After 17 hours of racing with the rough sea, we have finally made it to the port of Olbia – Sardinia. I wouldn’t consider this trip as pleasant due to the weather conditions when the wind was blowing 35 knots and the waves reached 3 meters high.
“STOP THE YACHT! I just need solid ground under my feet!”
The yacht was bouncing on these big waves sending us up in the air and then making us land back down on water but it actually felt like landing on concrete. I no longer had my stomach where it supposed to be…Instead, it felt like it was in my throat, it’s a horrible feeling followed by hot & cold flushes at the same time. Feels like your stomach just wants to jump right out of you, sweat and shivers running all over the body, mouth keeps watering and by looking at the horizon which kept on travelling up and down and diagonally makes you so dizzy that feels like you’re very drunk. The only thing that you think and dream of at that moment is : “STOP THE YACHT! I just need a solid ground under my feet!” But then you realise there are still 15 hours to go!
Time to sleep.
Sleeping on a delicately rocking boat is amazing, it actually compares to being in a cradle. Swings left and right, waves gently splashing against the hull of the boat-it all make it sound like music, adding the lines which tense so tight by holding several tons of weight create a beautiful melody just like a vibrating guitar string magically and rhythmically playing like a little orchestra…
All this seems and sounds amazing until…Ok, let’s get back on Earth, or on the rough sea more likely. All the above was just a nice dream which disappeared rapidly in the moment the ship hit a huge wave, also the two anchors didn’t want to stay in their place either, they were banging against the walls instead.
Behind a very thin wall which was dividing my cabin and the “anchor room” there were two massive anchor chains which were no longer resting in peace and didn’t dare to stay where they belong. The two heavy giants were sliding all around the floor to the leeeeeeft…BANG! And to the riiiiiiiight…BANG! Succeeding at keeping me awake.
Everything around me was cracking and creaking as it’s about to fall apart in pieces, best earplugs I own become useless, and me on my 1,5m high bed bunk-like the chains rolling to the leeeeft…and to the riiiiiight…to the leeeeft…and to the riiiiiight…
I imagined the boat would finally crack at some point and with a hole in the boat we obviously weren’t going far… So I started making a plan in my head in case the boat starts to sink.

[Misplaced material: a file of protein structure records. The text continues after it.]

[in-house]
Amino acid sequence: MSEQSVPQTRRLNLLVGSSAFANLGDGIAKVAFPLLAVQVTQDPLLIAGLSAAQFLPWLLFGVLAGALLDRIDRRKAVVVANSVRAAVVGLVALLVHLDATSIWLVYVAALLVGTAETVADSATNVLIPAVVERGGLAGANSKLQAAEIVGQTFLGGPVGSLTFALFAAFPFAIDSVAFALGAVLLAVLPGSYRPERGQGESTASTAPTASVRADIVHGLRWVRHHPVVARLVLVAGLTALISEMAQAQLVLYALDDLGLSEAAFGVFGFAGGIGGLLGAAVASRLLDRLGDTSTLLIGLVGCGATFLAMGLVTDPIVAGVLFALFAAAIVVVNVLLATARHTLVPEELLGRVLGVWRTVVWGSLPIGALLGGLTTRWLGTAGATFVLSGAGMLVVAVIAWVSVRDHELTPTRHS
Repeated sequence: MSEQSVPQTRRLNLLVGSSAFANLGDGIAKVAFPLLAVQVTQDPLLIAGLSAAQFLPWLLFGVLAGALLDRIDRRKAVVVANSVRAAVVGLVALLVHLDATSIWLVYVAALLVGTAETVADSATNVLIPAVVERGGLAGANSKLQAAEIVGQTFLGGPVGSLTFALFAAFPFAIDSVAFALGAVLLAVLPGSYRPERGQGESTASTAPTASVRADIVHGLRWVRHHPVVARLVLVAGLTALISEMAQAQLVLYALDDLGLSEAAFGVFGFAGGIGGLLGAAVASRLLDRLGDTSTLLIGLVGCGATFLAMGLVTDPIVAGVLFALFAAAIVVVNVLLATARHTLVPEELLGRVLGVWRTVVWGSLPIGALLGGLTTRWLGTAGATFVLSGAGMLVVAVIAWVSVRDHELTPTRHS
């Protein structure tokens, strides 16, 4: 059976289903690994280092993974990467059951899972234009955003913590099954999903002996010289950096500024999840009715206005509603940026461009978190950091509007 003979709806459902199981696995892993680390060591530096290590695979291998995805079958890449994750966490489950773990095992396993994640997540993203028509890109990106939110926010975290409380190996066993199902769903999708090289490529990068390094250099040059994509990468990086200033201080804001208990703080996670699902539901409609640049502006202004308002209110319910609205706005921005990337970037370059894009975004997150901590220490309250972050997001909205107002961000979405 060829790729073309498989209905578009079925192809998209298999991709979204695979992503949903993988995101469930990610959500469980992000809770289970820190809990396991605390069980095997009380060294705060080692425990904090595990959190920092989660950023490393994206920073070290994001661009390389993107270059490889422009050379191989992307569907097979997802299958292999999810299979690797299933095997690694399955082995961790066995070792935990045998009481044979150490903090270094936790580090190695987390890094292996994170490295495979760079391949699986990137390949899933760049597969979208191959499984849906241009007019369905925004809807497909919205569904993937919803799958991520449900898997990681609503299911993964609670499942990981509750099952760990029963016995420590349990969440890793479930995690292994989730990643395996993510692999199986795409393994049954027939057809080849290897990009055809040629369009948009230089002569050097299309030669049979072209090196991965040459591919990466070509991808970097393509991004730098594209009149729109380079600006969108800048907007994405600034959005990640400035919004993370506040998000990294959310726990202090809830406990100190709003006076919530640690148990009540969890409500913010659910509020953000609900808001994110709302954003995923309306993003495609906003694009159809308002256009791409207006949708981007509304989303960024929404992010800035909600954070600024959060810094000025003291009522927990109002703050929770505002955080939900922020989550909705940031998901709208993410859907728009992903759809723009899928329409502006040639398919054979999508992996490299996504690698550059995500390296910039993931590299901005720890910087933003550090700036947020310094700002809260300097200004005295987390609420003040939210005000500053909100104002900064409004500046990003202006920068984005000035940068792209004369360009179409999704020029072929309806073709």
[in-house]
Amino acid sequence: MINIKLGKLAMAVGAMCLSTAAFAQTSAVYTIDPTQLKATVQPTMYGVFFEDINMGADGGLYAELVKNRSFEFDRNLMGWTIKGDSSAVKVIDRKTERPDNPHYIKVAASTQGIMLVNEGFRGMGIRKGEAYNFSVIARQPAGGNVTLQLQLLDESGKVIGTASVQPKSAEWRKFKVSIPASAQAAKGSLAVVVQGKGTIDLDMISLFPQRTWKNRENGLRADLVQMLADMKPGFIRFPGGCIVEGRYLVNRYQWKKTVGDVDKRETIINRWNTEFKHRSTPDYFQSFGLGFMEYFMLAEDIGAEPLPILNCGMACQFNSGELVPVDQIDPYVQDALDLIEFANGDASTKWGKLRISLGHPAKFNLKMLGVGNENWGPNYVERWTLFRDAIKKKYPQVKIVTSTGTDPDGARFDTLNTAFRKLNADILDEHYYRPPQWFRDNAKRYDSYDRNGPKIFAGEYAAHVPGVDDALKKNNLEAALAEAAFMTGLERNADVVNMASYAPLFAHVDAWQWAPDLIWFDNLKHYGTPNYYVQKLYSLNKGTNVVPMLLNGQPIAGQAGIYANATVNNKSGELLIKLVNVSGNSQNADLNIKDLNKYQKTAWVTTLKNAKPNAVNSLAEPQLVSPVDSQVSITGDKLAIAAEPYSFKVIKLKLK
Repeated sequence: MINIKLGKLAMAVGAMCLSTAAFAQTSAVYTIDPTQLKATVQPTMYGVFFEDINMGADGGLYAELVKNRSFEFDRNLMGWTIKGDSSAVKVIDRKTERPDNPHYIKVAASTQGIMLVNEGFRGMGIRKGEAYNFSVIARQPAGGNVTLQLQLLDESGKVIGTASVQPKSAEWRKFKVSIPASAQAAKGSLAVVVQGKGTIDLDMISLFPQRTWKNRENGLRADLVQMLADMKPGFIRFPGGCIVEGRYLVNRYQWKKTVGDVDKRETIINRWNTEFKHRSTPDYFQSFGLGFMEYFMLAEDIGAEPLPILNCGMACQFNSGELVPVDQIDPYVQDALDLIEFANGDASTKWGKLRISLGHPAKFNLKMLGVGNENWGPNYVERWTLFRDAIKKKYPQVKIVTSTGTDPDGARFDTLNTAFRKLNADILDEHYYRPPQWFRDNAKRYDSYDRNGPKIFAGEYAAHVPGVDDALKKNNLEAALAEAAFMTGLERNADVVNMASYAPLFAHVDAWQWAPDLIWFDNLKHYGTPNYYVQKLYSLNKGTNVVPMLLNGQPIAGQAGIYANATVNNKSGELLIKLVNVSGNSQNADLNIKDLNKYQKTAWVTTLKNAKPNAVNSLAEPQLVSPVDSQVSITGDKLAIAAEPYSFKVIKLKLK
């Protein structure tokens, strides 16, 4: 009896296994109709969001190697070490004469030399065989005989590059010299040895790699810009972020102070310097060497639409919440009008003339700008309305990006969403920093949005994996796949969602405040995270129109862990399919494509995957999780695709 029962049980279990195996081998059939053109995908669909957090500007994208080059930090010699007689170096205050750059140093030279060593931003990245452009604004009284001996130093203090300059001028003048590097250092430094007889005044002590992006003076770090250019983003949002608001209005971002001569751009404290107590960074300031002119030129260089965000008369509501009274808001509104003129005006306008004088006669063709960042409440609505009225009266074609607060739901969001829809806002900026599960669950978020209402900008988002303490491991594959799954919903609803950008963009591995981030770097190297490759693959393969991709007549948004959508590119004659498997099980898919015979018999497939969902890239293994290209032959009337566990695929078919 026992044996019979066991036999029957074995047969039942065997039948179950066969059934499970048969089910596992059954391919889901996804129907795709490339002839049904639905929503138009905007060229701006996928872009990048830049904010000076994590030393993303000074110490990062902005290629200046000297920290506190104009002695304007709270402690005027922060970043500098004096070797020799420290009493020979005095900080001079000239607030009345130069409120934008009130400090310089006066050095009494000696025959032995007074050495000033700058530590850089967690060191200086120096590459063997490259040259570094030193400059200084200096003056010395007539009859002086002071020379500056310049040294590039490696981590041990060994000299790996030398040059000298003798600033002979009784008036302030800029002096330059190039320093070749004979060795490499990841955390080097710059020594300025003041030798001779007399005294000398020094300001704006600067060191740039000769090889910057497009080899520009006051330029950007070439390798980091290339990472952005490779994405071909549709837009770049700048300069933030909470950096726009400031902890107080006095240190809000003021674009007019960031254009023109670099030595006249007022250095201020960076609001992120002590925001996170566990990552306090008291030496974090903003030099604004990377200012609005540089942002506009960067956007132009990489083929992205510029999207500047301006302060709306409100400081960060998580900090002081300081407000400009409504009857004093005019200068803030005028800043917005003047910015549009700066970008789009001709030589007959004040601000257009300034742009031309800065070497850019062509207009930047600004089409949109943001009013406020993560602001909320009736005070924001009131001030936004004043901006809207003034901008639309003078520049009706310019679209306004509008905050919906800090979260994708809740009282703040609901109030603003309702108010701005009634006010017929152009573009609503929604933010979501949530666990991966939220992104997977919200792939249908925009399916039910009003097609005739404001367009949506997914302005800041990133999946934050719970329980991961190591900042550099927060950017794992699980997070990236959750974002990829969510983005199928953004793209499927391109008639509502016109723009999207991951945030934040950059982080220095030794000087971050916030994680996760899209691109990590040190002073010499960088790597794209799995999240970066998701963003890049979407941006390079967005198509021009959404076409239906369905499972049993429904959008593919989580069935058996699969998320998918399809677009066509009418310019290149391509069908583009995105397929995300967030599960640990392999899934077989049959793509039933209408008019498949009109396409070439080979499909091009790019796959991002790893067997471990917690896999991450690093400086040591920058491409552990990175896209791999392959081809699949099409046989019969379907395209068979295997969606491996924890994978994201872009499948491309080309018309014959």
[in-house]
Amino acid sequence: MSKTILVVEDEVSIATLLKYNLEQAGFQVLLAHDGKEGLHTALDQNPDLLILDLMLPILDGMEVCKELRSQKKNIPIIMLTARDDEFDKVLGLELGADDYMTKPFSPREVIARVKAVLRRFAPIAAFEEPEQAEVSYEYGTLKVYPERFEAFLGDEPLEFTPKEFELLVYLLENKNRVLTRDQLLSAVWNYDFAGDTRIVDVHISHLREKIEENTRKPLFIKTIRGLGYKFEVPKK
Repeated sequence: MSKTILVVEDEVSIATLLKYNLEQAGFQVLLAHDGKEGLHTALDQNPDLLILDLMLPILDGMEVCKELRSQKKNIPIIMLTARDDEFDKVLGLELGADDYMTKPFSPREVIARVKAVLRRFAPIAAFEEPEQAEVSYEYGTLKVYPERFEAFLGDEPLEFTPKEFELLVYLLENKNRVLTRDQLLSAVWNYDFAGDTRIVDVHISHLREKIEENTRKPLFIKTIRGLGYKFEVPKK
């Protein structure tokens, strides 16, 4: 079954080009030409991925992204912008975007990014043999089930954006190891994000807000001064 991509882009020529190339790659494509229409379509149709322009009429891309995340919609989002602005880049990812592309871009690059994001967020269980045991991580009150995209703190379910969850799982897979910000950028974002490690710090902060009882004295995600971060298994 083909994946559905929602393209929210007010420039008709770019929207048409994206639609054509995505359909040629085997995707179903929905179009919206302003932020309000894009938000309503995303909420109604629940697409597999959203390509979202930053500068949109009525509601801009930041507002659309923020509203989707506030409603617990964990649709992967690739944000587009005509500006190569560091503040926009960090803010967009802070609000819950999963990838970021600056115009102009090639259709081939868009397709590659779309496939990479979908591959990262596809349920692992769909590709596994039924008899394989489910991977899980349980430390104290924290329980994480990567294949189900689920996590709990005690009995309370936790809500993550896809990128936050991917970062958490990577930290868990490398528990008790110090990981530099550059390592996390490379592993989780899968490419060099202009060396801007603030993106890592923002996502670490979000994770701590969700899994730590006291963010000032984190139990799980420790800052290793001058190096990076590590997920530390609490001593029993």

Sitting in the cabin which felt like being on a roller coaster and listening to the ship banging against the concrete waves only triggered my imagination for the worst. I imagined the boat would finally crack at some point and with a hole in the boat we obviously weren’t going far… So I started making a plan in my head in case the boat starts to sink. First I was trying to locate where was my lifejacket, then I was thinking what should I take with me if we ever had to abandon the ship etc., Then the panic was knocking on my door making me create crazy scenarios and brought weird thoughts to my head for example “how are we going to pee if we all going to be in one life raft…” Yes, my imagination got out of control big times, so I decided to see what’s going on throughout the boat. I looked through a porthole (window) and I felt like I was looking at a washing machine or hell…water was furiously splashing in every direction and it was white. That made me dizzy so I carried on. As I walked around I had to watch out for random obstacles on the floor-all snacks came out of cupboards and a few broken plates, some cupboard doors and drawers opening and closing to the rhythm of waves. A few broken jars, our fridge was no longer where it supposed to be, it basically looked like some burglar came to look for something precious and rearranged the interior in the meantime.
“On the way back to my cabin I noticed little cracks on a few windows and I looked into the big scary eyes of panic again”
I went up to the bridge to see the Captain and he was sitting comfortably in his big chair watching the bow of the boat going under the horizon and then above it, I couldn’t believe it wasn’t scary for him but hey-he is the Captain! It would have been much worse if he was scared. Seeing the Captain totally chilled out made me much calmer and I felt I could trust him with my life on that boat. On the way back to my cabin I noticed little cracks on a few windows and I looked into the big scary eyes of panic again, but quickly reminded myself how calm was the Captain and that water is not coming through the cracks and nothing bad can happen so I kept on repeating the words in my head “Everything is going to be fine, boat is meant to float”, and I went to sleep.
Everyone was overflowing with happiness when we arrived in the port, dropped the anchors, threw the lines out and immediately stepped off the boat to feel the steady ground. The 17 hours of constant torture was quickly forgotten by the stunning view welcoming us on the arrival.